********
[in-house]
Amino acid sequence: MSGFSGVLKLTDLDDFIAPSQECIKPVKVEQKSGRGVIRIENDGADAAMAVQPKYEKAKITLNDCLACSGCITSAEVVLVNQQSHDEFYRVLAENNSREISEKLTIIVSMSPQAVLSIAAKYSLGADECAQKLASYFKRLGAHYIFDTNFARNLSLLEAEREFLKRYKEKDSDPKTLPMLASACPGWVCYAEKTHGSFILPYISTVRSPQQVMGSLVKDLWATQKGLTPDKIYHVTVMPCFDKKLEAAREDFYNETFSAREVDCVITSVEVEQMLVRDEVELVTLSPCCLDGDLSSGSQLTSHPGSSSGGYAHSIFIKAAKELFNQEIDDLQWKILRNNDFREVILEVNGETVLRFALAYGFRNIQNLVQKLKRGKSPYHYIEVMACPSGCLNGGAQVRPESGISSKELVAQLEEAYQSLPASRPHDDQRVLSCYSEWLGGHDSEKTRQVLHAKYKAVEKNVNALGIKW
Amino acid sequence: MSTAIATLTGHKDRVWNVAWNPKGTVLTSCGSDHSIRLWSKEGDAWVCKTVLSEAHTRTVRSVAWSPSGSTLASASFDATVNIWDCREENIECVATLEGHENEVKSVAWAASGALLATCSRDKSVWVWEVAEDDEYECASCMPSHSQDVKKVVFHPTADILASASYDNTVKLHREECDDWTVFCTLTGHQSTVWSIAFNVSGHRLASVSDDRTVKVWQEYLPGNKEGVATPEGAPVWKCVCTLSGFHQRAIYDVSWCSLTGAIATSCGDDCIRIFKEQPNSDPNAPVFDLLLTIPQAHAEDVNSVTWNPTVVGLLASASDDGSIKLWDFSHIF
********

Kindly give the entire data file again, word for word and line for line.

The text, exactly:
[in-house]
Amino acid sequence: MSGFSGVLKLTDLDDFIAPSQECIKPVKVEQKSGRGVIRIENDGADAAMAVQPKYEKAKITLNDCLACSGCITSAEVVLVNQQSHDEFYRVLAENNSREISEKLTIIVSMSPQAVLSIAAKYSLGADECAQKLASYFKRLGAHYIFDTNFARNLSLLEAEREFLKRYKEKDSDPKTLPMLASACPGWVCYAEKTHGSFILPYISTVRSPQQVMGSLVKDLWATQKGLTPDKIYHVTVMPCFDKKLEAAREDFYNETFSAREVDCVITSVEVEQMLVRDEVELVTLSPCCLDGDLSSGSQLTSHPGSSSGGYAHSIFIKAAKELFNQEIDDLQWKILRNNDFREVILEVNGETVLRFALAYGFRNIQNLVQKLKRGKSPYHYIEVMACPSGCLNGGAQVRPESGISSKELVAQLEEAYQSLPASRPHDDQRVLSCYSEWLGGHDSEKTRQVLHAKYKAVEKNVNALGIKW
Amino acid sequence: MSTAIATLTGHKDRVWNVAWNPKGTVLTSCGSDHSIRLWSKEGDAWVCKTVLSEAHTRTVRSVAWSPSGSTLASASFDATVNIWDCREENIECVATLEGHENEVKSVAWAASGALLATCSRDKSVWVWEVAEDDEYECASCMPSHSQDVKKVVFHPTADILASASYDNTVKLHREECDDWTVFCTLTGHQSTVWSIAFNVSGHRLASVSDDRTVKVWQEYLPGNKEGVATPEGAPVWKCVCTLSGFHQRAIYDVSWCSLTGAIATSCGDDCIRIFKEQPNSDPNAPVFDLLLTIPQAHAEDVNSVTWNPTVVGLLASASDDGSIKLWDFSHIF